Advice such as “Avoid making idle promises whenever possible, ” “New experiences are meant to deepen out lives and advance us to new levels of competence” and “Most of what passes for legitimate entertainment is inferior or foolish and only caters to or exploits people’s weaknesses” are somewhat platitudinous, but they are nonetheless important reminders as to how one can live a life of character and integrity while adhering to one’s specific life goals. I read this particular translation for the first time as part of research for a course on classical Greek philosophy and drama that I would teach as a F.I.C.A.M. elective. I will be pairing this with selected works of Plato, Aristotle’s The Nicomachean Ethics and some plays by Euripides and Sophocles. What is perhaps most interesting about the book is that much of the self-help literature of today is so similar to its message with the exception that the style of the writing, eighty or so short messages, that it evades the need to present an overarching, developmental thrust.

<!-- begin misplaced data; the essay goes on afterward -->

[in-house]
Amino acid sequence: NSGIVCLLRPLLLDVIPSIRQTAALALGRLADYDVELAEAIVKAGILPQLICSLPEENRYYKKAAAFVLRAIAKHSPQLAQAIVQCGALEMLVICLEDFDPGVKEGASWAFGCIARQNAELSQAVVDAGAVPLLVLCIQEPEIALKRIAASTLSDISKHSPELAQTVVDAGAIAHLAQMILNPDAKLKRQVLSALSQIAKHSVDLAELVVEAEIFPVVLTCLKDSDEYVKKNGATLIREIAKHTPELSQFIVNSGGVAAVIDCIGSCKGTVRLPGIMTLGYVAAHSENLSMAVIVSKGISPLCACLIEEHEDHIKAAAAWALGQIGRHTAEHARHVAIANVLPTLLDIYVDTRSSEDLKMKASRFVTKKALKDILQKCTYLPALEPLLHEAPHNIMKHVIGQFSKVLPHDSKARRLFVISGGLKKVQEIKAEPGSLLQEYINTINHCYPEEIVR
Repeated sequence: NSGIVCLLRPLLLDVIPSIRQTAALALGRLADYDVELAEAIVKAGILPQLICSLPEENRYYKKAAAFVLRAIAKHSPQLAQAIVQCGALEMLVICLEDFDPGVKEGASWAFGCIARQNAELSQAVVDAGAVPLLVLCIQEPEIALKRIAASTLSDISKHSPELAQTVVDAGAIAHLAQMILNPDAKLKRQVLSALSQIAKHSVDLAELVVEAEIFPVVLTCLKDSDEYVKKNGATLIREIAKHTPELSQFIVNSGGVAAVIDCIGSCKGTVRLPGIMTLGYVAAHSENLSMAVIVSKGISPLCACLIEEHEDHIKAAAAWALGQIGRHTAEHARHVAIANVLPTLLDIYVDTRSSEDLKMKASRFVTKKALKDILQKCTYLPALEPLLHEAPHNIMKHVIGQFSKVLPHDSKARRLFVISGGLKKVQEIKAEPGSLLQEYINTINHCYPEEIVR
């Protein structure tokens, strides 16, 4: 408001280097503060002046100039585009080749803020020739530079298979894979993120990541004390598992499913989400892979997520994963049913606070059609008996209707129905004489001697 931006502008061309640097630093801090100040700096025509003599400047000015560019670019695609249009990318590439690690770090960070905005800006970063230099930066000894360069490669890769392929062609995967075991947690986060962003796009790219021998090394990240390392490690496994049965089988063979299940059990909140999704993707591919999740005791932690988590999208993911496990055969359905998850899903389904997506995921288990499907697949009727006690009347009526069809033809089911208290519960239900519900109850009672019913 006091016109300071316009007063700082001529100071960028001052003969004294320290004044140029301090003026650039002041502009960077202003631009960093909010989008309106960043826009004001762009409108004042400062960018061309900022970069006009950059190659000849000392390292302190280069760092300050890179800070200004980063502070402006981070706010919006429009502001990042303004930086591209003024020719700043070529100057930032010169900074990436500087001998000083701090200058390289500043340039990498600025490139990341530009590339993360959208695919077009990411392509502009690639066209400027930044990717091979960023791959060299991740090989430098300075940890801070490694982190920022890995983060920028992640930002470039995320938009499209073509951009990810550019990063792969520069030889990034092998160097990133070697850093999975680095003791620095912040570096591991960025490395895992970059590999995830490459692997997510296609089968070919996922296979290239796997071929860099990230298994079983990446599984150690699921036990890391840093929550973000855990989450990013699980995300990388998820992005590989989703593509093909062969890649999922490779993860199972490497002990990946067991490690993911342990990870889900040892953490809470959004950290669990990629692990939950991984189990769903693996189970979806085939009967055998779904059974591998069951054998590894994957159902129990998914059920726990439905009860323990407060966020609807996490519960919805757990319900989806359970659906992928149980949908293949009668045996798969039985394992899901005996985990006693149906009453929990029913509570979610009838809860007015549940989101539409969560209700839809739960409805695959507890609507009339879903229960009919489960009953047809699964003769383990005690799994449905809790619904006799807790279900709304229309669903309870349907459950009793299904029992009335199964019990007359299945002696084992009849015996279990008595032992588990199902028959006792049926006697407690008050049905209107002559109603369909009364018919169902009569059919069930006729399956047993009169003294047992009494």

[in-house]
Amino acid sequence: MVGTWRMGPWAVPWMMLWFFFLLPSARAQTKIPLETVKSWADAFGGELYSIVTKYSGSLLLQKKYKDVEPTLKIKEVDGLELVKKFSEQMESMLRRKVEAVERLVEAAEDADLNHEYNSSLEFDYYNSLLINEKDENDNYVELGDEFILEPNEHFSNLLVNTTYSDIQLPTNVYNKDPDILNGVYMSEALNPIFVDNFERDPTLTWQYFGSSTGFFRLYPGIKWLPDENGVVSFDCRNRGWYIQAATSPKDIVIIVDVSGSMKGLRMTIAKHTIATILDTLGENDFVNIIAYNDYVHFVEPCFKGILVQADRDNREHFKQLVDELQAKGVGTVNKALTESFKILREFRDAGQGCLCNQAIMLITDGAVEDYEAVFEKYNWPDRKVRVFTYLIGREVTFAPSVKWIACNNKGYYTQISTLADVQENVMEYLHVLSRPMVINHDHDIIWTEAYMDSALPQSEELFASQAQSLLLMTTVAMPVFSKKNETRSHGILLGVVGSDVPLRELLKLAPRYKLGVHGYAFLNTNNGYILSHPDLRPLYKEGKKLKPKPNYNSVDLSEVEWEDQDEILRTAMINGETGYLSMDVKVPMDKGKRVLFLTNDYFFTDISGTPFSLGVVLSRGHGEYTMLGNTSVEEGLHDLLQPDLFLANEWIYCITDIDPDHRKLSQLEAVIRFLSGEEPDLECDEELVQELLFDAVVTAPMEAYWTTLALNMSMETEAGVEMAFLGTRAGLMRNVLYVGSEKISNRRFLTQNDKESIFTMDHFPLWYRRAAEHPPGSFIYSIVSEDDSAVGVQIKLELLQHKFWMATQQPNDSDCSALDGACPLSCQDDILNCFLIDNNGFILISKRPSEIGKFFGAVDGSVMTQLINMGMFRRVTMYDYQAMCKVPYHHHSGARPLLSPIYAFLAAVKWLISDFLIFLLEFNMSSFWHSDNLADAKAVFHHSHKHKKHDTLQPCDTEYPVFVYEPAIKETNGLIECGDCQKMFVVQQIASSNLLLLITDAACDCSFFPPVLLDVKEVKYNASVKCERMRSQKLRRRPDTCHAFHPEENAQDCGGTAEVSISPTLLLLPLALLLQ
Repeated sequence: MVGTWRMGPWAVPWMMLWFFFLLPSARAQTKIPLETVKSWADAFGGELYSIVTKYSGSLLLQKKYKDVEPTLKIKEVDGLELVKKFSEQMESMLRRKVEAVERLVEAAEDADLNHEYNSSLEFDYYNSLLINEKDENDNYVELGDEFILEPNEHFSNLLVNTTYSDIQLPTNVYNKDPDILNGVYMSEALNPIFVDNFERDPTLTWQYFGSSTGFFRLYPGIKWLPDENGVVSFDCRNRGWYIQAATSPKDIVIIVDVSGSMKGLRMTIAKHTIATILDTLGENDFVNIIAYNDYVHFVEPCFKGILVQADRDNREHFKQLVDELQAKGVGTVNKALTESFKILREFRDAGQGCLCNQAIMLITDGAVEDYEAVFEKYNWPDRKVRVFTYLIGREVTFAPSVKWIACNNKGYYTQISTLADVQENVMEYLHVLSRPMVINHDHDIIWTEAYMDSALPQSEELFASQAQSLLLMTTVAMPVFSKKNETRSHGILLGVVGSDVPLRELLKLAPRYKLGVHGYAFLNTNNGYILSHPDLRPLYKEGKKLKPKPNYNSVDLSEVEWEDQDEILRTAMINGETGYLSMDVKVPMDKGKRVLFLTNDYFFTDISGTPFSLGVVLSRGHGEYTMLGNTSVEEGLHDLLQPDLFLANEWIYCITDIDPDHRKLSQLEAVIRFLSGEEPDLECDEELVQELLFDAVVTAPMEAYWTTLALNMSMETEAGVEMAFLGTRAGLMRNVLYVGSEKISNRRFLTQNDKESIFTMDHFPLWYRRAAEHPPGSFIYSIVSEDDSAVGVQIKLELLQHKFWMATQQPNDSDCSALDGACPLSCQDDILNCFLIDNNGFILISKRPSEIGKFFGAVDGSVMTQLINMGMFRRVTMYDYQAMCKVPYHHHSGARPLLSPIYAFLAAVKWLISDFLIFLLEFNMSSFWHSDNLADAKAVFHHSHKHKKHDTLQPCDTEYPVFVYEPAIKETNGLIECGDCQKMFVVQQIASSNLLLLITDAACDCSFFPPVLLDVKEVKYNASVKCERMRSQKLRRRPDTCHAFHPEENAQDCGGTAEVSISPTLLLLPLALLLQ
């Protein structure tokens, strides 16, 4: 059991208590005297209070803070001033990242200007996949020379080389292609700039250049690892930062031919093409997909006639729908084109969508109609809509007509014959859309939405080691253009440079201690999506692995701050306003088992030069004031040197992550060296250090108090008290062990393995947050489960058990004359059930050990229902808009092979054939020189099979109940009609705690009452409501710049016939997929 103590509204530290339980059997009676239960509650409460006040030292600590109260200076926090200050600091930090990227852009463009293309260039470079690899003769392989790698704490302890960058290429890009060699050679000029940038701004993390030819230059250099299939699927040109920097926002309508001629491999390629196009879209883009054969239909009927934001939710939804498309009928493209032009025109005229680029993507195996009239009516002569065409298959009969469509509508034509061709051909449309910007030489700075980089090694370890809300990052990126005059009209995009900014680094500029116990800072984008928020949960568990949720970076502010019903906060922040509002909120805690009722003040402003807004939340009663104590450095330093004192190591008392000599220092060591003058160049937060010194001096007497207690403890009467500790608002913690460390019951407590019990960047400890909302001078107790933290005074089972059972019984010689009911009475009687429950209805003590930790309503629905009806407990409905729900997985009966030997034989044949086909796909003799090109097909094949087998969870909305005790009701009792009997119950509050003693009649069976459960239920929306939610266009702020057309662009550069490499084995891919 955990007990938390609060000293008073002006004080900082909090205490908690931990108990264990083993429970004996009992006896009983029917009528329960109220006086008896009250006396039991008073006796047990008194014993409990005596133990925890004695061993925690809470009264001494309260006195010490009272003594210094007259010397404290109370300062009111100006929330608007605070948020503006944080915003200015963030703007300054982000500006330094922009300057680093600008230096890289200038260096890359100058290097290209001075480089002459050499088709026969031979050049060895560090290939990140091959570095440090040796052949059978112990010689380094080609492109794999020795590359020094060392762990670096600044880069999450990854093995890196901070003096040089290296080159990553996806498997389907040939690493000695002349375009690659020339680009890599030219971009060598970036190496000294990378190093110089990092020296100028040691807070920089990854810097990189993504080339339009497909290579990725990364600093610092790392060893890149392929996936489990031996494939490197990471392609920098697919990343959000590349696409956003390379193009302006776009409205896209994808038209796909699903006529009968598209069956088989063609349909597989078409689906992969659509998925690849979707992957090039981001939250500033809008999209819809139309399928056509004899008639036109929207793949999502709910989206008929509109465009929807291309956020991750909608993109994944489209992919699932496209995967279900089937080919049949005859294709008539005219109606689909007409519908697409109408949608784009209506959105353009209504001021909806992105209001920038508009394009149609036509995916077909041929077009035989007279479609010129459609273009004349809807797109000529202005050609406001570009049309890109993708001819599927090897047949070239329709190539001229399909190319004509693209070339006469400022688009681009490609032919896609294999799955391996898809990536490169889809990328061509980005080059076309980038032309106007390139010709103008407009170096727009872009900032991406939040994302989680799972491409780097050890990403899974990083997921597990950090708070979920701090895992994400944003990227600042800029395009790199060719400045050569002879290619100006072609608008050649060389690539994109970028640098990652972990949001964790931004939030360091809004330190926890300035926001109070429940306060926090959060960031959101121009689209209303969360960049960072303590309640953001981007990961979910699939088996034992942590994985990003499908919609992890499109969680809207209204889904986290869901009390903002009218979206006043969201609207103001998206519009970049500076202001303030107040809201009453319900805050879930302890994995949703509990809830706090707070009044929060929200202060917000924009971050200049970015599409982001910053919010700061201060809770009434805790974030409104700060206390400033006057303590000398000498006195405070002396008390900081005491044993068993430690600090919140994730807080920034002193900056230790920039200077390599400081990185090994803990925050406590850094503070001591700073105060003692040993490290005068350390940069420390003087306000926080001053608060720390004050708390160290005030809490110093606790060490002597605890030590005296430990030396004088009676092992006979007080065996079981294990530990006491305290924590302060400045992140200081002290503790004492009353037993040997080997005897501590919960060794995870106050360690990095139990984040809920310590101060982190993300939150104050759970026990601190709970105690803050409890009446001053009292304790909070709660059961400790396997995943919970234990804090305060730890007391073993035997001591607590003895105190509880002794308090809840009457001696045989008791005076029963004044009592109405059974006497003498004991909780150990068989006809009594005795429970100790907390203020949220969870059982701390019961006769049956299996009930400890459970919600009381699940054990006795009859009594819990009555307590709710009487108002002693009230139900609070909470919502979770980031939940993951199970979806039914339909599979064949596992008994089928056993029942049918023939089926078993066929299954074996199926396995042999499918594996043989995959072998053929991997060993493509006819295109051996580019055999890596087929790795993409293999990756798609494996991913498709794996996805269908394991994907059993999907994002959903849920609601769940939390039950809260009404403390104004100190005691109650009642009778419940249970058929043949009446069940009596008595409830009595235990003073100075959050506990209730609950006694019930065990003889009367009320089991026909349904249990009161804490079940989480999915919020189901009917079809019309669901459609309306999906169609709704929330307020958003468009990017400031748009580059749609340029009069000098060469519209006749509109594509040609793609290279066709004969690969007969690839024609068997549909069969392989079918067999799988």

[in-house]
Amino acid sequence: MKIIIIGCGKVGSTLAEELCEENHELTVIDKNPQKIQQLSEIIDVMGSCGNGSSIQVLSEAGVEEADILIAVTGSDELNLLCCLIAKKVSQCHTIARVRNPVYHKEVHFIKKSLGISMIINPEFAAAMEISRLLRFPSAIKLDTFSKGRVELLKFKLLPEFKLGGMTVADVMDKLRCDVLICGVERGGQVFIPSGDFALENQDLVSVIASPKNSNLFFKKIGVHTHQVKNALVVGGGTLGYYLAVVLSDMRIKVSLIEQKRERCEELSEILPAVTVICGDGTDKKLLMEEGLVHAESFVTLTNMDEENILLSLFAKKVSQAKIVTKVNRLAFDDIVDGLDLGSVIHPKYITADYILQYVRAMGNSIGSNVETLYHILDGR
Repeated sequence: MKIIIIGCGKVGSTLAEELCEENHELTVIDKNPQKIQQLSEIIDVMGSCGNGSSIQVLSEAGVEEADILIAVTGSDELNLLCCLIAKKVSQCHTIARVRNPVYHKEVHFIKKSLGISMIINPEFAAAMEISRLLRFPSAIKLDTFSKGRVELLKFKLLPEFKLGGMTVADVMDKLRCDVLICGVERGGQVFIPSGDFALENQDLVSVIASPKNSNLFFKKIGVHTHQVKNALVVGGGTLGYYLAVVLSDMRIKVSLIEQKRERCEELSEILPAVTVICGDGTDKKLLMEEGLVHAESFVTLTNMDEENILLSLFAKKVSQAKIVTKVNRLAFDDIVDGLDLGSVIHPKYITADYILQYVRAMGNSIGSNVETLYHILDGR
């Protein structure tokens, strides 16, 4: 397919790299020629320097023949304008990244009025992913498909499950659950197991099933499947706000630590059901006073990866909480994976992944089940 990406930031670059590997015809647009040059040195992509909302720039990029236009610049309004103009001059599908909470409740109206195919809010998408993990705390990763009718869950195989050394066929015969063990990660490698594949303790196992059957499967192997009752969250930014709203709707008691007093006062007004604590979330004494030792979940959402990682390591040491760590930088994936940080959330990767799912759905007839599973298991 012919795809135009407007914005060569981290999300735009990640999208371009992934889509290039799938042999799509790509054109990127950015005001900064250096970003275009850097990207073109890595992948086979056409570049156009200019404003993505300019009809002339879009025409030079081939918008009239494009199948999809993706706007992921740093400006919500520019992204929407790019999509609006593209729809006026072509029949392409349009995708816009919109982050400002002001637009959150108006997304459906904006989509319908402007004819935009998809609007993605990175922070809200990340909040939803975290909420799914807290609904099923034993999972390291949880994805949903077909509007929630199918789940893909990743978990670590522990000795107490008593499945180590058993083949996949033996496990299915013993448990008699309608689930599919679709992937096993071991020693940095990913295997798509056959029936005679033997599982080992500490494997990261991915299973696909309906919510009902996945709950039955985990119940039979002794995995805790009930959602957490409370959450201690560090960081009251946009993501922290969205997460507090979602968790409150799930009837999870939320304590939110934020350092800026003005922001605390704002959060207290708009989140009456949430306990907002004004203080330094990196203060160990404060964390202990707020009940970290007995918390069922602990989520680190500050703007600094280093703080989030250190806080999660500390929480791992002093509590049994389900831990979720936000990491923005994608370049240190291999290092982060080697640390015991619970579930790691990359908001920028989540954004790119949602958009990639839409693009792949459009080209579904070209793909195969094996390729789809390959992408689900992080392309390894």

In this regard I find it difficult to delve into too much analytical depth as to do so would be to engage each brief message directly. What I can say as that even though there is much good here, there is also an element of political quietism to it that those in the modern context and not in the “elite” a fact already recognized by Hegel in his Phenomenology of Spirit. Despite this, however, it is an important read and so short that it begs to be repeatedly read or referenced at random by seekers of inner peace.